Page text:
Through the EDA small business support programs, Michelle was able to receive a loan to keep her four employees on the payroll, to pay her vendors, and to meet the rent. The Curvy Bride has not only survived, but today it is thriving, it's booming. Since reopening on June 15th, when indoor retail resumed, Michelle has been just as busy, if not busier than ever before. In fact, she told me business is so good right now, she expects being able to repay her loan early. That tells us so much about our business leaders, and Michelle and The Curvy Bride represent the tremendous spirit of New Jersey's small business community. They are, in every sense, the backbone of our state's economy. So to you Michelle and your employees, I am proud to see your success continue. I'm proud that we were able to help you keep your doors open for your employees and for your customers. And that is a good positive note for us to close on.

So before I turn things over to the woman who needs no introduction, I do want to give a shout out to Congressman and dear friend Bill Pascrell who had some heart surgery over the weekend. Word has it he's doing great, so keep Congressman Bill Pascrell in your prayers. And Bill, you're a fighter unlike any I know. You stay strong, as I know you will, and can't wait to see you again soon, back in action. Nobody fights harder or stronger on behalf of New Jersey than Congressman Bill Pascrell. With that, please help me welcome the woman who needs no introduction, the Commissioner of the Department of Health, Judy Persichilli.

Commissioner of Health Judith Persichilli: Thank you, Governor and good afternoon. As we see COVID-19 cases rise across the country, we are concerned about the impact to our state. As another example, in New Jersey, we had several confirmed cases and probable cases in the northern part of the state associated with a June wedding in Myrtle Beach, South Carolina. That's why it is critical that residents who have traveled to states with high COVID-19 activity, and visitors from those states, follow the recommended 14-day quarantine period. This can prevent the start of an outbreak in your local communities.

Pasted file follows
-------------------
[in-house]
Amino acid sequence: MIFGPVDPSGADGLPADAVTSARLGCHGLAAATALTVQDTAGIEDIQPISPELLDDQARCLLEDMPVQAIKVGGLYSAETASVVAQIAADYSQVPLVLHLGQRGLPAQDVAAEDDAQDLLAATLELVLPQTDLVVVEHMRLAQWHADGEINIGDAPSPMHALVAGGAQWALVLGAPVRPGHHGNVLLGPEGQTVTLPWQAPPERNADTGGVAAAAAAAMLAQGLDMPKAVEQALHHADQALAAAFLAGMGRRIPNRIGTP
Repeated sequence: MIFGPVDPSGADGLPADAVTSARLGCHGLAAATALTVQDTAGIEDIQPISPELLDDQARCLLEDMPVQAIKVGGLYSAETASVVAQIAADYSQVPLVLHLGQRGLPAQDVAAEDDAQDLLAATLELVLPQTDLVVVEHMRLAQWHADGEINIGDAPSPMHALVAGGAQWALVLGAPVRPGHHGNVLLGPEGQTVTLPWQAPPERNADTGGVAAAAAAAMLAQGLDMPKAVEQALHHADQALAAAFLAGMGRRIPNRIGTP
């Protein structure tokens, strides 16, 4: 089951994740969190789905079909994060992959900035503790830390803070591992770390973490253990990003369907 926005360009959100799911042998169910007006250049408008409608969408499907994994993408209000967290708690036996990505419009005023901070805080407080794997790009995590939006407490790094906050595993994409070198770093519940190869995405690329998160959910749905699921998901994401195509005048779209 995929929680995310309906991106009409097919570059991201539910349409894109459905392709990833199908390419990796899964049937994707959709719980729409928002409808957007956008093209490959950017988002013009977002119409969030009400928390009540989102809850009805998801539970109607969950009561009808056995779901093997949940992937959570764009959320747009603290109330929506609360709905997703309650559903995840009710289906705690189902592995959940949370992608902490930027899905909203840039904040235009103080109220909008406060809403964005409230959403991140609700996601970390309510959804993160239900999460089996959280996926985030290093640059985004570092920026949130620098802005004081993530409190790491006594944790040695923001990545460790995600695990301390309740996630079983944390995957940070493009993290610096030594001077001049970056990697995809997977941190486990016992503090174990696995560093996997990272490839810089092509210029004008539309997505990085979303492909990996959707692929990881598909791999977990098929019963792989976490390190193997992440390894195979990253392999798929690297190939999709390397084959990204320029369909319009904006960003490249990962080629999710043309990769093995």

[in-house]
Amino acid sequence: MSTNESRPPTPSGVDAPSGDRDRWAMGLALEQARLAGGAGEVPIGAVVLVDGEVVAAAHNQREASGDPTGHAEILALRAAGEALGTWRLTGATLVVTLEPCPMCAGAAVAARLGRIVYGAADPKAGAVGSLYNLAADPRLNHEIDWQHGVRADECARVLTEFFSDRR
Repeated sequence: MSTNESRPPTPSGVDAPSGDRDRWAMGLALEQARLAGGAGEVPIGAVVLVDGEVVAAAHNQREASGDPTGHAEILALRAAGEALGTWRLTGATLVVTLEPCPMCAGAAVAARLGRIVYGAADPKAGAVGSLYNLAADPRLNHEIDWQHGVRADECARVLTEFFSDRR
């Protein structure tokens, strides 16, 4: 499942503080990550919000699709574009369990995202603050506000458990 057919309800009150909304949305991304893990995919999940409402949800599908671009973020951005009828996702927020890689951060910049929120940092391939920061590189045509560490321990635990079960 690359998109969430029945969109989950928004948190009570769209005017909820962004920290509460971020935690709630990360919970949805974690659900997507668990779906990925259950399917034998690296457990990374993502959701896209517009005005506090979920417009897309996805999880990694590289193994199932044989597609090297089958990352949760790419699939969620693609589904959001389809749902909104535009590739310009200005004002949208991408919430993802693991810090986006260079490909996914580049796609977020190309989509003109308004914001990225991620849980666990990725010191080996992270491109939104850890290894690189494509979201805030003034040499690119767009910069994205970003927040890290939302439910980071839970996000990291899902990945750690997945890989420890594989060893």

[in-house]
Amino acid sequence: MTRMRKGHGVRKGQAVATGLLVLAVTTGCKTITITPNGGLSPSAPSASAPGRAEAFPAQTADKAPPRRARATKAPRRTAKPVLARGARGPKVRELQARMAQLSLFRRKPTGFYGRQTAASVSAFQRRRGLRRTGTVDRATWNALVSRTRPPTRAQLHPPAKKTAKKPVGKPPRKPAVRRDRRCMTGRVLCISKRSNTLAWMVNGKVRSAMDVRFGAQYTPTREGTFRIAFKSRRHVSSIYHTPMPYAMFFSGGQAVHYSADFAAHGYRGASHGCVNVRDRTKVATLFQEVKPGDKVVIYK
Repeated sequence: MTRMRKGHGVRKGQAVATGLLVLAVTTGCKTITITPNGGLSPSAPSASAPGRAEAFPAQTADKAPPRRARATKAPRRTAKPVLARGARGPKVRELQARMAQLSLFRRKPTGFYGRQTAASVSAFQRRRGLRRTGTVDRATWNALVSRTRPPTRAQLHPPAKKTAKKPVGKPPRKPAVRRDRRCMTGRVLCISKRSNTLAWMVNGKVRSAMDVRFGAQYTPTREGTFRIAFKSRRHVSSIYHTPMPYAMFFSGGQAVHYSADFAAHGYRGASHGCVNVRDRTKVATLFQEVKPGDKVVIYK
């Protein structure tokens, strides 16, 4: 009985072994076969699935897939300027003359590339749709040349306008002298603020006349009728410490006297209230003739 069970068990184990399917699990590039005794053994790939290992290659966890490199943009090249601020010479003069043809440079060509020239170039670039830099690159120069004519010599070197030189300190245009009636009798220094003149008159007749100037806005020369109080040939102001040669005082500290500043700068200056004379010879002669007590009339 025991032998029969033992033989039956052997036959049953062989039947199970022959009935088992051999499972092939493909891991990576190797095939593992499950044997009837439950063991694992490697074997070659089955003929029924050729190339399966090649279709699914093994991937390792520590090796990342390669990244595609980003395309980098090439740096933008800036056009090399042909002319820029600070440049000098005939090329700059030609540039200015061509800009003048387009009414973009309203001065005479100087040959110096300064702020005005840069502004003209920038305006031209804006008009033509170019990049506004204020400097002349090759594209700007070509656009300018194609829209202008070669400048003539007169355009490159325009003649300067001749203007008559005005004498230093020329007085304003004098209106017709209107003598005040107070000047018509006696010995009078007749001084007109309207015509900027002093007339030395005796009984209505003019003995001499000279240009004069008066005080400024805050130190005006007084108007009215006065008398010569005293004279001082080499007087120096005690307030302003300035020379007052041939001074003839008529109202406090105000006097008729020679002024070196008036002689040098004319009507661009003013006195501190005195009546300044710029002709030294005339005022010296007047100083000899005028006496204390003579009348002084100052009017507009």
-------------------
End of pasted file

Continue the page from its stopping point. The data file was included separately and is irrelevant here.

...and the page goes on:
If individuals need assistance in finding a safe place to quarantine, they should call the local health department in their area. Most of the counties have already identified locations where residents can stay during their quarantine period, if needed. For example, Burlington County has contracted with two hotels for rooms so that healthcare workers, first responders and local residents have a place available to separate them from their loved ones during a quarantine period. Neighboring Camden County also has hotel rooms available and has partnered with a local community-based organization to offer safe spaces to quarantine. In the City of Newark, the health department has contracted with a hotel that offers individuals who lacked stable housing a safe place to stay, and quarantine to lower the risk of transmission among this population. They are also collaborating with partners to provide wraparound services to help individuals find permanent housing. The East Orange alternate care site has bed space set aside for individuals in quarantine who don't have shelter or need a higher level of medical care not available at their local quarantine sites. All health departments are equipped to support housing needs and assistance for residents while quarantining.